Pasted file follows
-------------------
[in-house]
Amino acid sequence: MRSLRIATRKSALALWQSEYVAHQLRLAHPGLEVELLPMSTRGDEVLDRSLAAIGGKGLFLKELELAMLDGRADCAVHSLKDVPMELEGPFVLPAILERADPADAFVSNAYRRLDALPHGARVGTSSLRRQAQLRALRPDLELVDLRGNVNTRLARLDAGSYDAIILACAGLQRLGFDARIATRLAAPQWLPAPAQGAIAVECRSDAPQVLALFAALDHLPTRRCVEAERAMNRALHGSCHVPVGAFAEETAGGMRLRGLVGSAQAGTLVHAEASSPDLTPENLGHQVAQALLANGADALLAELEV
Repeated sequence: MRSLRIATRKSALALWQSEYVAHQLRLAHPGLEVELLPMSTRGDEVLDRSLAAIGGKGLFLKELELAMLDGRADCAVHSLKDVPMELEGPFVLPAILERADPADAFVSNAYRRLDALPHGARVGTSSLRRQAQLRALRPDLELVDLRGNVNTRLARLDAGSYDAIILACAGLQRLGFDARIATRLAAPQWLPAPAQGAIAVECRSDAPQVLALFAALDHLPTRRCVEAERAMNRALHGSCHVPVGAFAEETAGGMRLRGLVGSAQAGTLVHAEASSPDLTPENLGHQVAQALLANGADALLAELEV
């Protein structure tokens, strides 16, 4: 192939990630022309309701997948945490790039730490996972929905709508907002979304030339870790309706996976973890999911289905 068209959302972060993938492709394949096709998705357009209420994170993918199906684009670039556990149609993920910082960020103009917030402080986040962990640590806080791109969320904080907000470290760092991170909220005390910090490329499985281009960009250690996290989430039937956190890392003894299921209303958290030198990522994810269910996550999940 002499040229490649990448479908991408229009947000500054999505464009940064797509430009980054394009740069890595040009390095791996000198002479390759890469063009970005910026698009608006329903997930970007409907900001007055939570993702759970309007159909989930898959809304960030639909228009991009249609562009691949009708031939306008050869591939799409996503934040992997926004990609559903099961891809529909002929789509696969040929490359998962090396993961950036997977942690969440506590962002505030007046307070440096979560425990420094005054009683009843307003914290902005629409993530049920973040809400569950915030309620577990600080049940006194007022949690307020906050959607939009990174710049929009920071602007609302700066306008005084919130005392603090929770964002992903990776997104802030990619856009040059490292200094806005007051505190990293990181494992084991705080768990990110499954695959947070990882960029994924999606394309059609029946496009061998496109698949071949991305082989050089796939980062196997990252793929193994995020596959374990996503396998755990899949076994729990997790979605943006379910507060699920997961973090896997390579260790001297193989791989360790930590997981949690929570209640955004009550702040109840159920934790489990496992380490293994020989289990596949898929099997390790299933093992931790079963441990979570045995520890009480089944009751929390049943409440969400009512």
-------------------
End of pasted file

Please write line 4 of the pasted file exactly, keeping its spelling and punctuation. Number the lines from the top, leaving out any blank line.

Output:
């Protein structure tokens, strides 16, 4: 192939990630022309309701997948945490790039730490996972929905709508907002979304030339870790309706996976973890999911289905 068209959302972060993938492709394949096709998705357009209420994170993918199906684009670039556990149609993920910082960020103009917030402080986040962990640590806080791109969320904080907000470290760092991170909220005390910090490329499985281009960009250690996290989430039937956190890392003894299921209303958290030198990522994810269910996550999940 002499040229490649990448479908991408229009947000500054999505464009940064797509430009980054394009740069890595040009390095791996000198002479390759890469063009970005910026698009608006329903997930970007409907900001007055939570993702759970309007159909989930898959809304960030639909228009991009249609562009691949009708031939306008050869591939799409996503934040992997926004990609559903099961891809529909002929789509696969040929490359998962090396993961950036997977942690969440506590962002505030007046307070440096979560425990420094005054009683009843307003914290902005629409993530049920973040809400569950915030309620577990600080049940006194007022949690307020906050959607939009990174710049929009920071602007609302700066306008005084919130005392603090929770964002992903990776997104802030990619856009040059490292200094806005007051505190990293990181494992084991705080768990990110499954695959947070990882960029994924999606394309059609029946496009061998496109698949071949991305082989050089796939980062196997990252793929193994995020596959374990996503396998755990899949076994729990997790979605943006379910507060699920997961973090896997390579260790001297193989791989360790930590997981949690929570209640955004009550702040109840159920934790489990496992380490293994020989289990596949898929099997390790299933093992931790079963441990979570045995520890009480089944009751929390049943409440969400009512």